Convention center line

Hundreds of cars lined up outside the Long Beach Convention Center for the first day at the mass COVID-19 vaccine site in Long Beach on Tuesday, Jan. 19.

Long Beach continued expanding its ability to inoculate people from the coronavirus Tuesday, Jan. 19, when the Convention Center opened as a mass vaccination site, with officials expecting to give out more than 1,500 doses on the first day — and eventually 3,000 daily.

The Long Beach Convention & Entertainment Center is the city’s largest vaccination site. It opened on the same day as five other massive vaccination centers launched elsewhere in Los Angeles County, as public health officials around the region push to inoculate as many people as quickly as possible, despite inconsistent supplies.

Despite those inconsistencies, Long Beach officials seem pleased with how their rollout is going. The city had administered more than 15,000 doses as of last week, Mayor Robert Garcia said Tuesday.

“It may be where we to get to the point where we run out of vaccine because we’re going so fast,” Garcia said. “Running out of vaccine tells me that we’re doing our job.

“Our approach is we’re being less cautious about setting aside a certain amount of vaccines every day for the next three or four weeks versus getting it out the door,” he added. “Every vaccine we put out there is saving a life.”

Long Beach, it seems, is ready to push its distribution efforts beyond the city’s borders.

The city’s health department, Garcia said, has asked to partner with the Los Angeles County Health Department to absorb neighboring cities, including Signal Hill, Paramount and Lakewood, to handle vaccination distribution for those cities.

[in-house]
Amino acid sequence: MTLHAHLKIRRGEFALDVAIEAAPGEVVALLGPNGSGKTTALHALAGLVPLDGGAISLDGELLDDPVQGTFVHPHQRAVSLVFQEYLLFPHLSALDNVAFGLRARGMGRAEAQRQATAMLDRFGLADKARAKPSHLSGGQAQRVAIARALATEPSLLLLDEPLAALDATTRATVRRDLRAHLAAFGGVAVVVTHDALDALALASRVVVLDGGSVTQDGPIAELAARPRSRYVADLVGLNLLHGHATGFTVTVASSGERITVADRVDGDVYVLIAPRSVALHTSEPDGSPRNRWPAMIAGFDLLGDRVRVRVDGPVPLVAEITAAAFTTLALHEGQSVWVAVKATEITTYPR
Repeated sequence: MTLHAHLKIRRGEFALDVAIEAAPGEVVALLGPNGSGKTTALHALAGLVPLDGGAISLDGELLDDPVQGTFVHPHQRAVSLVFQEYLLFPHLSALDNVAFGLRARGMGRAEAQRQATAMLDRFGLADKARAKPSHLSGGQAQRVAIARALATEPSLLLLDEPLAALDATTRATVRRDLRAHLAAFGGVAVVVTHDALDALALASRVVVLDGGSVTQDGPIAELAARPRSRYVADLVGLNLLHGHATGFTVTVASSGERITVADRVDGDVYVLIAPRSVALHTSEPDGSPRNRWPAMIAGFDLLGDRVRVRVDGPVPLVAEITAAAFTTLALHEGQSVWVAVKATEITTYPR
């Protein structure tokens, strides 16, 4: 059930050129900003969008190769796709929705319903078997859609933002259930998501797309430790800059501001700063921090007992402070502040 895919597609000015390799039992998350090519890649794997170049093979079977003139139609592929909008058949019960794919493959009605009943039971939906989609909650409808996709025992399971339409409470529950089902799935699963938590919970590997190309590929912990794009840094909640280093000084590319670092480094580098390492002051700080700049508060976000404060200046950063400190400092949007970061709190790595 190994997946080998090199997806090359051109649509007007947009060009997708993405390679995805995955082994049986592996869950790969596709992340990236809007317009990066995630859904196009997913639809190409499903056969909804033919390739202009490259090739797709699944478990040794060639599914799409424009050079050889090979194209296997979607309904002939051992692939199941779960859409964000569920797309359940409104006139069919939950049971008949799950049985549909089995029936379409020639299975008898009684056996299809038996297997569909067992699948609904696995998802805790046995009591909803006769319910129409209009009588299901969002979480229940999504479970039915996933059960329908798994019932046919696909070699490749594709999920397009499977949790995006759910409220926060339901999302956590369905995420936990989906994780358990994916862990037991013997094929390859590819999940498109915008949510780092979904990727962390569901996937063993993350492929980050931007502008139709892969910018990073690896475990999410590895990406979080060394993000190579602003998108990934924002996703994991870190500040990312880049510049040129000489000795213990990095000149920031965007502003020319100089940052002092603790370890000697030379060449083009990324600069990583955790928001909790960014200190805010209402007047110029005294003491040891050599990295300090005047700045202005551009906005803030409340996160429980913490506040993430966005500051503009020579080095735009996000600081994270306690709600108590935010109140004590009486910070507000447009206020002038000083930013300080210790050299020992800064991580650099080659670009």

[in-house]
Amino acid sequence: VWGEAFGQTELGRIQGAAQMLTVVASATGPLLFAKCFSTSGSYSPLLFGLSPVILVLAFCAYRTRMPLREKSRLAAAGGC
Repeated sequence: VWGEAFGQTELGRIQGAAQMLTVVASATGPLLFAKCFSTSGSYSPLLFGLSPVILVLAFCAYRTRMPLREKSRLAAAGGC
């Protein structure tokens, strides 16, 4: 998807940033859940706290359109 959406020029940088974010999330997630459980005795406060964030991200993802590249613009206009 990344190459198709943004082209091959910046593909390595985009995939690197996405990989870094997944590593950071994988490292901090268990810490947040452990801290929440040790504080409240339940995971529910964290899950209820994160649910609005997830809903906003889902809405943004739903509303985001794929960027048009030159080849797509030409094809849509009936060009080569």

“We have the organization structure to get that done,” Garcia said. “We just need the okay from LA County and the additional vaccines from them and we’ll roll them right into the program.”

“What we are trying to do,” Garcia said, “is get vaccines out as soon as possible.”

And there are still a lot of people left to vaccinate.

The Convention Center, like most of the city’s other sites, is currently distributing shots only to people 65 years of age and older, essential health care workers and food industry workers. (The Long Beach Health Department site currently only offers shots to seniors on Saturdays.) Shots are administered, by appointment only, in drive-thru kiosks in the parking garage or through walk-ups at the center’s Terrace Theater from 10 a.m. to 6 p.m. Monday through Friday.

Despite the required appointments, however, folks shouldn’t expect a quick trip for their shots.

“On your appointment day please be prepared to spend some time waiting in line,” City Health Officer Dr. Anissa Davis said. “Lines have been over an hour.

“Get plenty of rest the night before,” she added, “and remember to hydrate.”

Vaccinating educators, meanwhile, is expected to begin next week, Garcia said, starting with the Long Beach Unified School District; Long Beach City College will follow soon after.

“It will be the first major school district to begin mass vaccinations in the state,” Garcia said.

The Convention Center site will remain open for a while, as the city moves into its next phase in March, which includes people 16 to 64 years of age with underlying medical conditions, and workers in the transportation and logistics industries, critical manufacturing and other sectors.

Tuesday also marked the launch of the city’s new online portal, VaxLB, where residents can register to receive notifications for when it’s their turn to receive the shot and for regular updates of the vaccine distribution.

Second District Councilwoman Cindy Allen noted on Tuesday that getting folks inoculated was the first step to eventually reopening businesses and regaining a sense of normal life.

“Before we begin the recovery process, we have to get people vaccinated,” Allen said. “I’ve been vaccinated. It's safe, and I encourage everyone to get vaccinated.”


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